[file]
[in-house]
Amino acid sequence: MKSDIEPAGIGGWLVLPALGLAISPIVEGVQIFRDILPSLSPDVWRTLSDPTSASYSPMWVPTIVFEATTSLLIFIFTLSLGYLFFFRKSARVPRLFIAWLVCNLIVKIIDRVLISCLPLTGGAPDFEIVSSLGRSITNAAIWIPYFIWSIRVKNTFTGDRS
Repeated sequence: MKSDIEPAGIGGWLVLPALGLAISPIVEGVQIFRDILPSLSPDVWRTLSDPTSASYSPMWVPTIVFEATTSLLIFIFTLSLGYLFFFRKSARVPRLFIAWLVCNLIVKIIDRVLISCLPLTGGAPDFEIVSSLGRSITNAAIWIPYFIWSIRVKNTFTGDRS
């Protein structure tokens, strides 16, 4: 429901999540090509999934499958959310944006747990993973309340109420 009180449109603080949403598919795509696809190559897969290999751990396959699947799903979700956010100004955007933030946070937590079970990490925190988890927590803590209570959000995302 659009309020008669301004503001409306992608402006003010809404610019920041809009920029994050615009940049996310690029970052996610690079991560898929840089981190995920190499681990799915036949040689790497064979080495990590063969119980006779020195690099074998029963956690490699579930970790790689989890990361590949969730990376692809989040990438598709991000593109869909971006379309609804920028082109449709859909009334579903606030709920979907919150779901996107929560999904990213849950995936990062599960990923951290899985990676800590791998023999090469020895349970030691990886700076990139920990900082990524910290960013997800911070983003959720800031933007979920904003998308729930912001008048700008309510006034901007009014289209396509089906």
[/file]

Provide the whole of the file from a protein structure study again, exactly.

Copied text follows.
[in-house]
Amino acid sequence: MKSDIEPAGIGGWLVLPALGLAISPIVEGVQIFRDILPSLSPDVWRTLSDPTSASYSPMWVPTIVFEATTSLLIFIFTLSLGYLFFFRKSARVPRLFIAWLVCNLIVKIIDRVLISCLPLTGGAPDFEIVSSLGRSITNAAIWIPYFIWSIRVKNTFTGDRS
Repeated sequence: MKSDIEPAGIGGWLVLPALGLAISPIVEGVQIFRDILPSLSPDVWRTLSDPTSASYSPMWVPTIVFEATTSLLIFIFTLSLGYLFFFRKSARVPRLFIAWLVCNLIVKIIDRVLISCLPLTGGAPDFEIVSSLGRSITNAAIWIPYFIWSIRVKNTFTGDRS
């Protein structure tokens, strides 16, 4: 429901999540090509999934499958959310944006747990993973309340109420 009180449109603080949403598919795509696809190559897969290999751990396959699947799903979700956010100004955007933030946070937590079970990490925190988890927590803590209570959000995302 659009309020008669301004503001409306992608402006003010809404610019920041809009920029994050615009940049996310690029970052996610690079991560898929840089981190995920190499681990799915036949040689790497064979080495990590063969119980006779020195690099074998029963956690490699579930970790790689989890990361590949969730990376692809989040990438598709991000593109869909971006379309609804920028082109449709859909009334579903606030709920979907919150779901996107929560999904990213849950995936990062599960990923951290899985990676800590791998023999090469020895349970030691990886700076990139920990900082990524910290960013997800911070983003959720800031933007979920904003998308729930912001008048700008309510006034901007009014289209396509089906």